Preseason training with indoor spin sessions typically starts in December or January. When the weather breaks, practices then go outside. The primary greater Capital Region training locations include: Gurney Lane Park in Queensbury, North Bethlehem Park near Albany, Luther Forest in Malta, and Central Park in Schenectady. There are also countless other riding venues that the teams and individuals travel to in order to prepare for the official April to June race season.
Competition – Students in grades 6-12 and ages 12-19 can participate. Boys and girls participate separately. At the high school level there are eight boys and girls categories that compete individually: freshmen, sophomore, junior varsity and varsity. Teams also compete against each other using a scoring system. The middle school students compete on a shorter course and are scored individually. The competition is an April to June based training and racing season, corresponding to the school year calendar. There are five races per season in five different locations. The races are always on Sundays so student athletes can pre-ride the courses on Saturday or Sunday morning.
A big upside of the league is their professional-style venues and races. Quality race promotion, timing, course preparation and risk management guarantee every participating students are given a fun and fast environment. These standards result in a very high caliber race atmosphere and experience for the kids. This undoubtedly is one of the reasons for the rapid league expansion in the US. Every year two or three more states are awarded charters, with the newest being in West Virginia, Maryland and Oregon. NICA has seen year-over-year participation increases of nearly 40%.
This past season’s races were located throughout the state: Long Island Sandy XC at Cathedral Pines in Middle Island (cancelled due to weather); Timber Ridge XC at Lippman Park in Wawarsing; Hill Climber XC at Walnut Mountain in Liberty; Adirondack XC at Gurney Lane in Queensbury; and NYS Championship Race at Chenango Valley State Park in Chenango Forks.
Local Teams – In the Capital Region there are currently four teams: Niskayuna Junior/High School with athletes primarily from Niskayuna; Mohawk Cycling Team with athletes from the Capital Region (Niskayuna and Mohawk teams were previously HRRT); R-Cubed Composite is comprised of Capital Region athletes; and Grey Ghost Bicycles Team (previously Glens Falls team) with athletes from Queensbury and Glens Falls. Each team has a broad mix of student athletes with varying fitness and skill levels, but what they all share is a high level of enthusiasm for mountain biking, and a love for being part of the team and community.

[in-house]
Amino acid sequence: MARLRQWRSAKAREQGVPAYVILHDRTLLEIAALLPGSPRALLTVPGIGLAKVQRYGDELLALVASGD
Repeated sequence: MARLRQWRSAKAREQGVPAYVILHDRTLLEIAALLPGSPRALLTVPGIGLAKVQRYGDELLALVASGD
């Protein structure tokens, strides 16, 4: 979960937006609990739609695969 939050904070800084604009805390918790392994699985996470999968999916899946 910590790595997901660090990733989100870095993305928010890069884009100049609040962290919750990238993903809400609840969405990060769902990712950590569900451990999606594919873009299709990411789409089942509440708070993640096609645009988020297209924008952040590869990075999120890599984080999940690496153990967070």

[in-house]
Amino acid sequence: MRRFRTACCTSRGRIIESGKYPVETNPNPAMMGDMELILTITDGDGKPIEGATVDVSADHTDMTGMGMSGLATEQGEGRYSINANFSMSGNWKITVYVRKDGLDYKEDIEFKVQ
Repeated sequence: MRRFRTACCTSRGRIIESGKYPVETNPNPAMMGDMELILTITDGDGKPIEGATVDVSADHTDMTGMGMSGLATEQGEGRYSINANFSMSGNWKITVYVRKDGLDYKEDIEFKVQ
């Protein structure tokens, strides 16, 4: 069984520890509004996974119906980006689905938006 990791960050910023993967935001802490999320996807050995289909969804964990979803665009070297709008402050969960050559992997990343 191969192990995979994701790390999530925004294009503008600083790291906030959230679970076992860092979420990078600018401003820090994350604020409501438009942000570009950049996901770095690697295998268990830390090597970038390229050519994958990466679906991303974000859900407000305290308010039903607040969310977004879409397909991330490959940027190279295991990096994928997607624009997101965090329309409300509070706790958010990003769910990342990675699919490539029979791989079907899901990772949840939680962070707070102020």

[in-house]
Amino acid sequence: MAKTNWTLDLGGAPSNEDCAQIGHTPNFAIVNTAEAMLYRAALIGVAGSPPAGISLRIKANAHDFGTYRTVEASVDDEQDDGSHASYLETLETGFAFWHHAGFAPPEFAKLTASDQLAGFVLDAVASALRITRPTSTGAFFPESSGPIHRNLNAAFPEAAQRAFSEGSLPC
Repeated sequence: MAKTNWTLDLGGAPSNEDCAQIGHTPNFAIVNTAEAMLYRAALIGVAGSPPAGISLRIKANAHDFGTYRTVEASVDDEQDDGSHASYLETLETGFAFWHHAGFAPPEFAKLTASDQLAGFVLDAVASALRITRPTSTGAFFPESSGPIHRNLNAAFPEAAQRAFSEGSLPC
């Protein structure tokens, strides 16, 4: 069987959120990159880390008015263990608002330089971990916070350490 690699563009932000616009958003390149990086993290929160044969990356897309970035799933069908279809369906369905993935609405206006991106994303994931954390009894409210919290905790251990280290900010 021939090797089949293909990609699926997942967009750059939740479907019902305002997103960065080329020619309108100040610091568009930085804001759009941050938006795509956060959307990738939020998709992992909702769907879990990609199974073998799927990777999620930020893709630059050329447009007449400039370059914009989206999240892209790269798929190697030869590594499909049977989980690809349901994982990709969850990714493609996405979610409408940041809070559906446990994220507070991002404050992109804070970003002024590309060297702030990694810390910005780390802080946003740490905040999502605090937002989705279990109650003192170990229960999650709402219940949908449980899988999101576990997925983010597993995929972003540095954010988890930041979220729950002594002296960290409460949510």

While racing is not required in the league, it is a major part of the action and is encouraged. In fact, the local teams are loaded with depth and talent. This year at the varsity level, the local teams had five out of the top 10 varsity athletes in the state, including the overall male champion. In addition, there were multiple individual champions and top five place winners in several of the other divisions and categories as well. In parallel, the teams did very well overall as well – Niskayuna won the league championship, R-Cubed finished third, Mohawk was sixth, and Grey Ghost in their inaugural season finished a respectable 13th. For sure our local teams are loaded with little rippers, and while they compete hard against one another, many of the kids are very close friends – and are all part of the broader cycling community.
In 2017 there were nearly eight million kids participating in high school sports. Unfortunately, the vast majority of these kids will never play these sports again upon graduating. One of the primary goals of NICA is to change this dynamic by creating lifetime cyclists. The rapidly increasing numbers and the large smiles on the faces of the parents and kids at the practices, races and events would suggest that they are starting to see signs of achieving these goals!
If you are interested in joining in on the fun, learning more about the league, starting a team or participating on a team, here are the primary contacts: NICA (nationalmtb.org or #morekidsonbikes); NICA: NY League (newyorkmtb.org) director, Jason Cairo (email@example.com); Niskayuna and Mohawk teams (Facebook: “Niskayuna & Mohawk MTB Teams”) head coach, Andrew Rizzi (firstname.lastname@example.org); R-Cubed Composite Team (rcubednica.com) head coach, Rich Tortorici (rcubedNICA@gmail.com); and Grey Ghost Bicycles Team (facebook.com/greyghostbicycles) head coach, Jerry Hicks (email@example.com).
Upstate New York has enough kids to add more teams, maybe in Clifton Park or Saratoga Springs, or in your town? I hope to see you out there!
Bob Frank (firstname.lastname@example.org) lives in Niskayuna. He’s an assistant coach for the Niskayuna and Mohawk teams. Bob is a lifetime cyclist and enjoys many outdoor activities.